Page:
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The Google Trap » 2008 » March 2008 March - Archiv - The Google Trap

Archive for March, 2008

Googlefalle in Dubai

Tuesday, March 25th, 2008

Today I got a very special E-Mail, attached with a photo…

(translated) Dear Mr. Reischl - also in the far away Dubai people are reading Gerald Reischl. Attached a small dokumentation. The pic is for your use. Greetings from Doha.Yours Hans B. PS: Conclusio - incredible, how people are mutating to marionettes…

I wasnt only happy about the pic, I was very happy about the conclusion…dubaigoogle.jpg

Master in deceiving and disguising

Friday, March 21st, 2008

Google is brilliant in deceiving und disguising. This was clearly demonstrated by the “hot” 700 MHz auctions in the USA when Google did not make a winning bid. Yet what should look like defeat is actually a victory. Everyone was convinced that the company would bid an outrageously huge amount – but it was only willing to bid 4.71 billion Dollars, and thereby letting Verizon win with 4.74 billion. I think this move was a rigged bid, especially if you consider that CEO Eric Schmidt helped define the auction rules for the US regulatory authority Federal Communications Commission (FCC).

Google requested free access for devices and service providers, to which FCC-boss Kevin J. Martin gave in (I wonder why?). Eric Schmidt’s demands were part of the auction tender: The network must be open to every service provider and any number of devices and software may be used. According to AFP, Google gave the following first follow-up: “although Google did not place a winning bid, it was an important victory for the American consumer”. Even though Google did not receive the frequency-licenses, it is allowed to use the network and run its services over it.

Legislation against the “big brothers” of the web

Friday, March 21st, 2008

I think it is an intrusion into everyone’s privacy that search engines like Google, Yahoo! or Live! collect and analyze personal data for the (sole?) purpose of marketing. I strongly oppose User-Tracking, User-Analysis and User-Predication – all elements omnipresent in Google’s service. And I am not alone - an increasing number of users oppose this type of espionage that powerful and populous Internet-companies use (against us).

But now opposition can also be felt in the US. In the New York Times, Richard L. Brodsky, democratic delegate in the New York Senate, demanded legislation that would prevent Internet-companies like Google & Co. to collect data from its users without their knowing. The users should/must know what information is collected about them or should be able to prevent Google from tracking them down. Brodsky also considers the targeted ads to be alarming.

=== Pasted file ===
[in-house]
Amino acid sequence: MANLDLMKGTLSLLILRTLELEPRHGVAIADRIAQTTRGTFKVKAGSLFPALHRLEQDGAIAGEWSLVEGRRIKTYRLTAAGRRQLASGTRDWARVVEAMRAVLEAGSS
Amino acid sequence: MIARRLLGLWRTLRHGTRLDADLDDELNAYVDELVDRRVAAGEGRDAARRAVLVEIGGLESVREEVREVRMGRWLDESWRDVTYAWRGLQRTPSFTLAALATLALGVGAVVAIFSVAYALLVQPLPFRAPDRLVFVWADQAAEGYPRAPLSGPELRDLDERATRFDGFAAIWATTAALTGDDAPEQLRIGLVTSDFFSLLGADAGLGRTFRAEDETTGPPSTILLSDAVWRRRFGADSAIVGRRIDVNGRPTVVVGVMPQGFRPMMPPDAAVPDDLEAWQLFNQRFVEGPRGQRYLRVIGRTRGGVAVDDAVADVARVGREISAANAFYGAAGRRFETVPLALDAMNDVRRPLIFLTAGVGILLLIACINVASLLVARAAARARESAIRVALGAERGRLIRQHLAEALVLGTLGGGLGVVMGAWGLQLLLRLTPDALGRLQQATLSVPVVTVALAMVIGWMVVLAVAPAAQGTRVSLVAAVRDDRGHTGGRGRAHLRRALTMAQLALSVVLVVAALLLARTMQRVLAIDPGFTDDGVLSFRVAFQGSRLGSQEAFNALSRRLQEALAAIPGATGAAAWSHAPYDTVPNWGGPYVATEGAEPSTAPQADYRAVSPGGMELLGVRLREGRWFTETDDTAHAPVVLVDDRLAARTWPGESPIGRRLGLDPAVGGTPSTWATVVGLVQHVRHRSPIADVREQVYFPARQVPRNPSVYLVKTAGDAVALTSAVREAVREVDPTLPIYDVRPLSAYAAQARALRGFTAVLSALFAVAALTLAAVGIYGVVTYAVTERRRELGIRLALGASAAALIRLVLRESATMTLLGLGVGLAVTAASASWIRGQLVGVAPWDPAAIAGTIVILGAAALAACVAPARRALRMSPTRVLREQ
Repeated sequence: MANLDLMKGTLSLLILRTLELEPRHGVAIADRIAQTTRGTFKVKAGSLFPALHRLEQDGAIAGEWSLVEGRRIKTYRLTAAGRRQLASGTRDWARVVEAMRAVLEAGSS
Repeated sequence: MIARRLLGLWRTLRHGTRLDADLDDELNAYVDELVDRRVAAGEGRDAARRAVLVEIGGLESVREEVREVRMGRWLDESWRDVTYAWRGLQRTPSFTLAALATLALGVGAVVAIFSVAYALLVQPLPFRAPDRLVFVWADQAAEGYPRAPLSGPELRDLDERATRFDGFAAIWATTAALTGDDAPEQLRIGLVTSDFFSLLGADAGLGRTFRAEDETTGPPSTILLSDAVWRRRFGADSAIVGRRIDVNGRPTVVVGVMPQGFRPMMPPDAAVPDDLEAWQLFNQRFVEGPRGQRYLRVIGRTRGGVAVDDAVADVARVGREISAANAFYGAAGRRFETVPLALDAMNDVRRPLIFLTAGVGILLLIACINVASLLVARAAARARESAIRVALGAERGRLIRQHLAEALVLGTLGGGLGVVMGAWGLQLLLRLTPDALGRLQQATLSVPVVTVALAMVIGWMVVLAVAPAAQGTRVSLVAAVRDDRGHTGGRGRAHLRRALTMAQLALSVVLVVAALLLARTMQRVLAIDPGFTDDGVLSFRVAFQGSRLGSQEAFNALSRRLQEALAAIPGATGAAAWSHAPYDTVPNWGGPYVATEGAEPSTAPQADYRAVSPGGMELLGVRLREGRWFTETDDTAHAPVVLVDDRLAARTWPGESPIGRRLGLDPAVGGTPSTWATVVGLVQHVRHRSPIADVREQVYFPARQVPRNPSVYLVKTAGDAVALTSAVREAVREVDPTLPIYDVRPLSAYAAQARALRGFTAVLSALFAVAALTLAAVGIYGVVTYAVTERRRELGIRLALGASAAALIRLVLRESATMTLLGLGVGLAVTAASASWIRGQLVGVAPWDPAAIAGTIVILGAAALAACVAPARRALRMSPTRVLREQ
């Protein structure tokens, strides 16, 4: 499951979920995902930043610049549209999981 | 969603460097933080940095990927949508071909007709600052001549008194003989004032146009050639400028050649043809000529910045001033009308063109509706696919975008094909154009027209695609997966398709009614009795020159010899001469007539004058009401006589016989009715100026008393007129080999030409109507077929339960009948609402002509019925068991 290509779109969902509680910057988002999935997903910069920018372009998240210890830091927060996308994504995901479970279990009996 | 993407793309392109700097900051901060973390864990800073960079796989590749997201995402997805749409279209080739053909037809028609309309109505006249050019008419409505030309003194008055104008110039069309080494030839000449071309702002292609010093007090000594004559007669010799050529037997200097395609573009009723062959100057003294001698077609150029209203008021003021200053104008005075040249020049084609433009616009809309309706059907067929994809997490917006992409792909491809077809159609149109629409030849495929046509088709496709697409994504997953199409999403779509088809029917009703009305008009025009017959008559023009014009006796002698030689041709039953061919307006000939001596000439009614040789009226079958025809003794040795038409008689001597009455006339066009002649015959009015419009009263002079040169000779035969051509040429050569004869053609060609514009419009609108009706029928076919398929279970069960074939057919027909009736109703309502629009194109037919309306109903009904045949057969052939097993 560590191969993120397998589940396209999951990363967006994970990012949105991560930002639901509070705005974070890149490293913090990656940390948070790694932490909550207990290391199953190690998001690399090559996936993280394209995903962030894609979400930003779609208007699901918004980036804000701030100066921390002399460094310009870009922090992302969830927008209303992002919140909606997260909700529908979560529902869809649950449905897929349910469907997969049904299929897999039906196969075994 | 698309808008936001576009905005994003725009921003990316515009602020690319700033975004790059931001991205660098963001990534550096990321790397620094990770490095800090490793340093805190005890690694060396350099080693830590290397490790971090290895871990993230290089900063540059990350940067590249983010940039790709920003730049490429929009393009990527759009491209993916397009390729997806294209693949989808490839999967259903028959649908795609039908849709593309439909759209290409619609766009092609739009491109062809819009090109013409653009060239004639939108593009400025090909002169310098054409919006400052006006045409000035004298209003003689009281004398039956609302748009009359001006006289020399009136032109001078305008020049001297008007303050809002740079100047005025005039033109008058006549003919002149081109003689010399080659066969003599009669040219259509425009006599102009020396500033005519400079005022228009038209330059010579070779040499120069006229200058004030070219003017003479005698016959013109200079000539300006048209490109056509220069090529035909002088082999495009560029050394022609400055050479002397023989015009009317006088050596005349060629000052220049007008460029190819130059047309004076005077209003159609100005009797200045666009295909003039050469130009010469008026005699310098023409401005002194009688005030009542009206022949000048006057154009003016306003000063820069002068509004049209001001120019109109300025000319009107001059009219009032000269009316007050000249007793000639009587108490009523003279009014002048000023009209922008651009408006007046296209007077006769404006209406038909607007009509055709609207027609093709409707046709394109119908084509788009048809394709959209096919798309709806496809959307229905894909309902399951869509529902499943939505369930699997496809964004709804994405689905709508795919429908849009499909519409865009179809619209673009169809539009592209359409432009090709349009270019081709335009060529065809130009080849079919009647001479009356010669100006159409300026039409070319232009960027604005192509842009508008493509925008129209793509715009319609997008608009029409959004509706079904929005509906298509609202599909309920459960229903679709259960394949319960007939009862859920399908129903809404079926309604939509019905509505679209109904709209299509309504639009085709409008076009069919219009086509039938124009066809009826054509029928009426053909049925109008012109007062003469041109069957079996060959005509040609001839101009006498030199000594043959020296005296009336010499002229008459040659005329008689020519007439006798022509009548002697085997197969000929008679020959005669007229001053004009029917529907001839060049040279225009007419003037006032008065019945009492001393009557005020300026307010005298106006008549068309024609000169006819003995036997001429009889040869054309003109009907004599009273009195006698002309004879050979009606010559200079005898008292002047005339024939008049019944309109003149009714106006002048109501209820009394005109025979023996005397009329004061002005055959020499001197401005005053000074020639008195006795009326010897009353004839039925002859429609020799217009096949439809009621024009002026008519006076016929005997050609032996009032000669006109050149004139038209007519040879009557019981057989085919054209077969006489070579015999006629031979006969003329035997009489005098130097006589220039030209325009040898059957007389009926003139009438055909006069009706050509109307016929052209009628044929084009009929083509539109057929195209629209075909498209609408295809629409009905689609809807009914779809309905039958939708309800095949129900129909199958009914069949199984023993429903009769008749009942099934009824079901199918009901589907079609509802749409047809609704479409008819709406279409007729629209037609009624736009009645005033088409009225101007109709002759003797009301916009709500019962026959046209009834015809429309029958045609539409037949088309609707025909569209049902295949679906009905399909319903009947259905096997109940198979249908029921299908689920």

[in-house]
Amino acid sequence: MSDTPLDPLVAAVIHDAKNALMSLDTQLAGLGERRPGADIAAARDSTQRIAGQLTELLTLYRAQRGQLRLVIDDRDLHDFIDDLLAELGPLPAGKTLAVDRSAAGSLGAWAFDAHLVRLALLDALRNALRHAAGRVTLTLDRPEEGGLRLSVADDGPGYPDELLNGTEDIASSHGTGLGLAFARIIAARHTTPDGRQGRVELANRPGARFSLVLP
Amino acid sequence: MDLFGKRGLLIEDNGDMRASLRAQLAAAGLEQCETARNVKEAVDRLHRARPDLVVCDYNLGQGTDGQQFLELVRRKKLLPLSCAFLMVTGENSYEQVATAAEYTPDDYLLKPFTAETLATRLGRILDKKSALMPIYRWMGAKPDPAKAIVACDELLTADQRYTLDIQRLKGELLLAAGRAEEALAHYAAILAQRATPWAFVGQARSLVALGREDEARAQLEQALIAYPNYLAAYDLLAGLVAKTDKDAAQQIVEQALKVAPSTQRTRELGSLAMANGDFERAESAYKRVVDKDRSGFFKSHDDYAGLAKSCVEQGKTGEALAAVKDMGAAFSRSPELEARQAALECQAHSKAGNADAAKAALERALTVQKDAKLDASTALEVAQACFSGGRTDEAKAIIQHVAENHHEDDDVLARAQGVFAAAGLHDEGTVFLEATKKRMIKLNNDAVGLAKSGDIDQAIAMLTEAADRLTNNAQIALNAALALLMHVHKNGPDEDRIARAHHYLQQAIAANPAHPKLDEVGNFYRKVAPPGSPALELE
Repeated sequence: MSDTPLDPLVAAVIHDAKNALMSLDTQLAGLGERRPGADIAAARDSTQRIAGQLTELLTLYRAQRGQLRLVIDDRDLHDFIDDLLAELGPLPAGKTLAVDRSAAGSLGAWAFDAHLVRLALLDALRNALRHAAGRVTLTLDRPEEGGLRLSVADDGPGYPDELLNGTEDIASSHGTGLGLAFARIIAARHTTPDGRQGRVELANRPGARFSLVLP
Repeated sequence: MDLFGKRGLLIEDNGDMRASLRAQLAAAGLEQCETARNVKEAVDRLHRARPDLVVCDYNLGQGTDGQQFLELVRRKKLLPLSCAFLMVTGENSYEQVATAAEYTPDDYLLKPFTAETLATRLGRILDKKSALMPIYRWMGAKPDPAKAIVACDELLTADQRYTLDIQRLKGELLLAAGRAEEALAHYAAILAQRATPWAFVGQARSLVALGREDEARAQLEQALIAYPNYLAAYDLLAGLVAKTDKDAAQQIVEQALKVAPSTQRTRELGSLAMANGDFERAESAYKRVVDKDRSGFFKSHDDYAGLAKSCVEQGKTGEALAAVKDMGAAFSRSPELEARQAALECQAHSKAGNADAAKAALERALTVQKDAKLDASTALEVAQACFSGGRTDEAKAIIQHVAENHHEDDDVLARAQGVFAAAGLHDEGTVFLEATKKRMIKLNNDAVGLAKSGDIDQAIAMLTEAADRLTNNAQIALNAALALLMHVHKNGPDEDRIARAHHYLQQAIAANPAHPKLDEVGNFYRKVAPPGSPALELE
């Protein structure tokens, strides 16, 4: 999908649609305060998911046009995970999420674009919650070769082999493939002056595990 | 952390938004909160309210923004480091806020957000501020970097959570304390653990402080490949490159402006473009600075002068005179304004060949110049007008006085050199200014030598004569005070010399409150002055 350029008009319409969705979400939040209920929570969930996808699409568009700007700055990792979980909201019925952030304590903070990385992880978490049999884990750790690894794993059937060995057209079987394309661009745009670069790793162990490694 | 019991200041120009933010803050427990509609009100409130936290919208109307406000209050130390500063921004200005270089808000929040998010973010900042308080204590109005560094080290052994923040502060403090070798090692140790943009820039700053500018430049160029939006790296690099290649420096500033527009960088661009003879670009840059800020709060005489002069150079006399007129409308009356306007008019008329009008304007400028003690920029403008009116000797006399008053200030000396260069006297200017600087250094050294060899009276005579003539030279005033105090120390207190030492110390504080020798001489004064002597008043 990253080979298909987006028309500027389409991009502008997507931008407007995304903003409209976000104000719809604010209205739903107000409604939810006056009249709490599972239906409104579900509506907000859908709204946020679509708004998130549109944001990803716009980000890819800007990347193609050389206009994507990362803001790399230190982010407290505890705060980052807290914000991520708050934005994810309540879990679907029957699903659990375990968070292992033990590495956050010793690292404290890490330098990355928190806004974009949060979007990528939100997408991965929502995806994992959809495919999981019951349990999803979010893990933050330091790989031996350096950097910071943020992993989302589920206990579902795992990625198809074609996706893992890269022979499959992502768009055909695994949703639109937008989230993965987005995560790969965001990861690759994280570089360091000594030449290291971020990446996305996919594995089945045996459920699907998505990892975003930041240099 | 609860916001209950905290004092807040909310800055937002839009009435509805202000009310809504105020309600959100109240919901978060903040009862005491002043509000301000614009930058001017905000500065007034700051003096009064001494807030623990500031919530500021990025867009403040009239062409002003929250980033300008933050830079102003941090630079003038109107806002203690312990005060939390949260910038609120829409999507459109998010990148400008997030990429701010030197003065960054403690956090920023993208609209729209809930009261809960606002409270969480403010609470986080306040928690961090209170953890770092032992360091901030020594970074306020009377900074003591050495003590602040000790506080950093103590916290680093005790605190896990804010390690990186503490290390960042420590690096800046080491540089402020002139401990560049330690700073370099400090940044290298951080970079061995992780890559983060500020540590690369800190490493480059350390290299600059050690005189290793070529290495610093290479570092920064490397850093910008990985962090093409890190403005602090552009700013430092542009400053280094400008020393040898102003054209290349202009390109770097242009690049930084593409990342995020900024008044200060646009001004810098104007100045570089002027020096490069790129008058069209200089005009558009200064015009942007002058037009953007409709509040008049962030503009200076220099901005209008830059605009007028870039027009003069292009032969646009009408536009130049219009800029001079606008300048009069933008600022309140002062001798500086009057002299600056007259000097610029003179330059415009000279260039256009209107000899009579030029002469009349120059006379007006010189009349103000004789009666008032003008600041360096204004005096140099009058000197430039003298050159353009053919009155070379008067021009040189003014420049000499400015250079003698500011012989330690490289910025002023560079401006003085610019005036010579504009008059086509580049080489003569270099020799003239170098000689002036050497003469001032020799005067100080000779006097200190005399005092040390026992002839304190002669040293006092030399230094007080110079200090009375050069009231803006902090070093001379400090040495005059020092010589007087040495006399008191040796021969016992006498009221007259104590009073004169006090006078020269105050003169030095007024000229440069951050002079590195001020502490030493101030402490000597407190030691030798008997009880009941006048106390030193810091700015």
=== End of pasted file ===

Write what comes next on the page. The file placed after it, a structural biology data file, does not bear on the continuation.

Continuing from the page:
That is also my request: tell us what personal data is saved about us! Stop your data-collection fervidness! And the legislation should not only be implemented in New York, but worldwide. Brodsky’s demand is a hot potato that most certainly will be targeted by the lobbyists of all big Internet companies affected. Their core capital - information on hundreds of millions of users worldwide - used for marketing purposes is at stake. This essential component of their business could be destroyed. The complete article is available in the New York Times. Opposition against Google is beginning to form.

I hope this is just the beginning.

New York Times ein Gesetz, das Internet-Firmen wie Google & Co. verbieten soll, nicht mehr ohne Wissen des Nutzers willkürlich Daten zu sammeln. Die Nutzer sollen/müssen wissen, was über sie gesammelt wird oder sollen Google & Co. verbieten können, sie zu verfolgen. Brodsky stuft vor allem die „zielgerichtete Werbung“ als bedenklich ein.Das ist genau auch meine Forderung: Sagt uns, welche Daten ihr von uns gespeichert habt! Stoppt eure Datensammelleidenschaft! Das Gesetz soll nicht nur in New York, sondern US-weit gelten. Brodskys Forderung ist jedenfalls ein heißes Eisen, das die Lobbyisting der betroffenen Internetfirmen mit Garantie zu verhindern versuchen, denn damit würde man ihnen ihr Kapital - Informationen über hunderte Millionen Nutzer, die man braucht, um Marketing und zielgerichtete Werbung im Web zu betreiben -, wegnehmen. Den gesamten Artikel gibt’s auf der New York Times. Es formiert sich Widerstand gegen die Methoden von Google & Co.Ich hoffe, dass das erst der Anfang ist.

Mountain View is watching me

Wednesday, March 19th, 2008

The great thing about web-statistics-software, available to a “normal” user, is, that one can not only determine the number of visitors to your website, but also the locations where the website was opened. In the past days I have discovered that there is a lot of traffic in the San Jose and Mountain View region (maybe from the Googleplex?). Apparently the website googlefalle.com is on Google’s watch list… But I will facilitate their investigations: next week the English version of googlefalle.com will be online.